As we were led to our table, I turned to him and whispered conspiratively, “Jason Priestly, you so crazy,” and his eyes crinkled as he chuckled that amiable Brandon Walsh chuckle, and I chuckled along with him as I realized that I was friends with this man, this upper-class, vaguely famous white man, with whom I had very little in common. We bumped fists and fumbled to formulate fake gang signs intended to display a fraternal solidarity.

Over a lunch of fried prawns and scallions that cost as much as a week’s pay for me, we debated Selma Blair versus Renee Zellwegger, with me vigorously defending the former and Jason Priestly sticking up for the latter; we discussed a Joan Didion memoir we’d both recently read; we compared notes on ongoing projects and worries – my writer’s block and what I was doing to break through it, his deep concerns about the rampant individualizing of culture, Richard Grieco’s career path and how being named “Richard Geico” may have been of greater benefit for him, stock-car racing’s bruised malcontents. As we palavered I was reminded of those scenes in Thank You For Smoking where Robert Duvall and Aaron Eckhart are talking over drinks in a private Southern club, and how all of the waiters were, like me, men of color, wearing gloves, and perpetually delivering drinks; then later in the film, after Duvall’s character has passed away and he’s in his coffin, one of those waiters comes up and sets a drink on his coffin. I allow this train of thought to trail off, because I’m not sure what use it is or even if I feel like entering the conversation at the present moment; Jason Priestly is babbling, animated, about fisticuffs with members of Pavement and Corvettes and awards-ceremony giftbags stuffed with expensive gee-gaws, but in my mind I am somewhere else, otherwise engaged – scaling a wall, sending a text message, looping a fancy knot, falling asleep on satin sheets as an episode of Beverly Hills 90210 rolls its end credits, fades to pixelated black.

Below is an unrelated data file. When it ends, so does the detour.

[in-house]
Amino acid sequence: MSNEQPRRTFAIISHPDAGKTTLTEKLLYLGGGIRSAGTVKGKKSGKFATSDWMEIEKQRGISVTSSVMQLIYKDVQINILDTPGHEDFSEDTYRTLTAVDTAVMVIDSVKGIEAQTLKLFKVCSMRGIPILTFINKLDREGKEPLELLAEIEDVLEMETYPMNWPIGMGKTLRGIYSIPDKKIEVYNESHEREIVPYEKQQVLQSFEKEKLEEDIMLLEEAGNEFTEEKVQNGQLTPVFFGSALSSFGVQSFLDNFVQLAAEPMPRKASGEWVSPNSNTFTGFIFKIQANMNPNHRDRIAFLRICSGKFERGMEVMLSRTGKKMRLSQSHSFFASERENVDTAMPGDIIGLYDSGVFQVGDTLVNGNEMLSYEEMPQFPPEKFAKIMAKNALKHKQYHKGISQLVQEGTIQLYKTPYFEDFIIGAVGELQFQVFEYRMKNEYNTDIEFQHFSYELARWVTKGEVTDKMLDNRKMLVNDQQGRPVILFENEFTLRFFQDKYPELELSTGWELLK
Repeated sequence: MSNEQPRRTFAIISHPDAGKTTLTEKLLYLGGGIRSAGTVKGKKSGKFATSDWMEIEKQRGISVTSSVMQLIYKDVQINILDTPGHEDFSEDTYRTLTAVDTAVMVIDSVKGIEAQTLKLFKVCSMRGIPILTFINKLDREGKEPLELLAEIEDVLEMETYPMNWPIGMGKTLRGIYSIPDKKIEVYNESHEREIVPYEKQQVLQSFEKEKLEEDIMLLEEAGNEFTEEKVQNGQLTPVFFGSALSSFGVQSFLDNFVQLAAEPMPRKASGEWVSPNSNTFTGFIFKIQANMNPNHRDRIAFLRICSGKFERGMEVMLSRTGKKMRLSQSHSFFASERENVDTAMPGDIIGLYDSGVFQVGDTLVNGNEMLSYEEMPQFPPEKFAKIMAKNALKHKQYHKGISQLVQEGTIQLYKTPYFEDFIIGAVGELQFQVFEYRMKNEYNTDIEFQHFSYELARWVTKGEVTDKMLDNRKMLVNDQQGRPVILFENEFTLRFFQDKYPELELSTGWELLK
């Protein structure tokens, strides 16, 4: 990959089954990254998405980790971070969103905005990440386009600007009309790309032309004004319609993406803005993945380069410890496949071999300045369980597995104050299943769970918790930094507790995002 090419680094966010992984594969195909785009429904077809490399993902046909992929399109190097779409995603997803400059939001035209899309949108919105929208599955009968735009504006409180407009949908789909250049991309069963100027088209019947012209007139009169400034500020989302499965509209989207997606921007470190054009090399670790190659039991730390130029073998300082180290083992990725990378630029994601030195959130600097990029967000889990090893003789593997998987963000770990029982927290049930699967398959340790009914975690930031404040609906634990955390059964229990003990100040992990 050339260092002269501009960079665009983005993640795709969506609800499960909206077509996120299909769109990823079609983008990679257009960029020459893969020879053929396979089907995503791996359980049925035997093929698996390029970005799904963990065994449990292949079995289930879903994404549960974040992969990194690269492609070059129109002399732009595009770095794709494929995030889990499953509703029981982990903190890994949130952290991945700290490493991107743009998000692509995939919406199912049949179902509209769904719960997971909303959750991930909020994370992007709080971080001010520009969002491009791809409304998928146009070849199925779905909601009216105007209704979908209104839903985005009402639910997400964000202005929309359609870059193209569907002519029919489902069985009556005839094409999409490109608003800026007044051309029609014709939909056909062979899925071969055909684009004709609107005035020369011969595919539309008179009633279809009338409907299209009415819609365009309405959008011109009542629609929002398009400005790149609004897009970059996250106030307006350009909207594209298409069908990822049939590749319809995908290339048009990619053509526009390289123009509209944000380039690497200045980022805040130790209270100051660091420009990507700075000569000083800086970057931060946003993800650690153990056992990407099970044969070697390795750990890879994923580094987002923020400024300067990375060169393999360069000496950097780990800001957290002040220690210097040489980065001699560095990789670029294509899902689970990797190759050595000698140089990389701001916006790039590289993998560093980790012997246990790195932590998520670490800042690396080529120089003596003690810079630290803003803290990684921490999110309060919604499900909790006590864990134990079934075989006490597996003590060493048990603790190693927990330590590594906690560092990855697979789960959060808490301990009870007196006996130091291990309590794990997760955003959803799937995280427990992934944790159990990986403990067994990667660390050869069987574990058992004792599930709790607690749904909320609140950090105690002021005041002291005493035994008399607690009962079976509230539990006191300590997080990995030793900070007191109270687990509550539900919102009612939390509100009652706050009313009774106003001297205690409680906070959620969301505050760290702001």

Friday, March 23, 2007

Nodin in Action

Also: sitcoms, so easy a caveman could do 'em.

Friday, March 16, 2007

No caption, just...wow.

Stranded in Baltimore for the weekend...

...because I didn't take the day off today and truck up to Selinsgrove upon waking up this morning, prior to the beginning of a massive (and totally unexpected by me) snowstorm. I had my reasons, but in the grand scheme of things they weren't really good ones. This photo is a few weeks old but it's an example of the kinds of sights I'm not gonna get to see over the next two days. This weekend: shredding and throwing away old crap, scrubbing the tub, cleaning the car, etc. in Owings Mills. Wishing with all my heart that I was with Alecia and Nodin. Wishing I wasn't such a bloody slave to the grind(s).

Thursday, March 15, 2007

"Can you hear me now?"

Here’s to you, Mr. Invisible-9feetx9feet-Square-Tracing-Eternally-Whilst-Holding-Cellular-Telephonic-Court-In-The-Path-En-Route-To-The-Bathrooms-Coffee-Snack-Machines-and-Kitchenette-Area-Guy. Anybody else would sit down or venture out back beyond the smokers’ area, in order to be able to conduct a conversation with a modicum of privacy and quiet. But you, you with your ever-present, full-to-the-brim coffee mug and all-encompassing self-absorbtion, looking for all the world like an emaciated Richard Dreyfuss circa Down and Out in Beverly Hills, apparently know better than the rest of us. And so, morning after everlovin’ morning at the frequently travelled intersection you’ve unofficially commandeered for your perverted constitutionals, you trace that Godforsaken nonexistent square – sometimes it’s more of a rectangle, I guess – consumed by the voice on the other end, oblivious to anybody trying to pass by, on occasion coming to a full stop in your limited travels at for no apparent reason, head angled down in complete concentration. So we salute you, Mr. Invisible-9feetx9feet-Square-Tracing-Eternally-Whilst-Holding-Cellular-Telephone-Court-In-The-Path-En-Route-To-The-Bathrooms-Coffee-Snack-Machines-and-Kitchenette-Area-Guy: wholescale indifference to one’s co-workers is a difficult talent to perfect, but it appears that in this area you’re a veritable ninja master. -20 VOGUES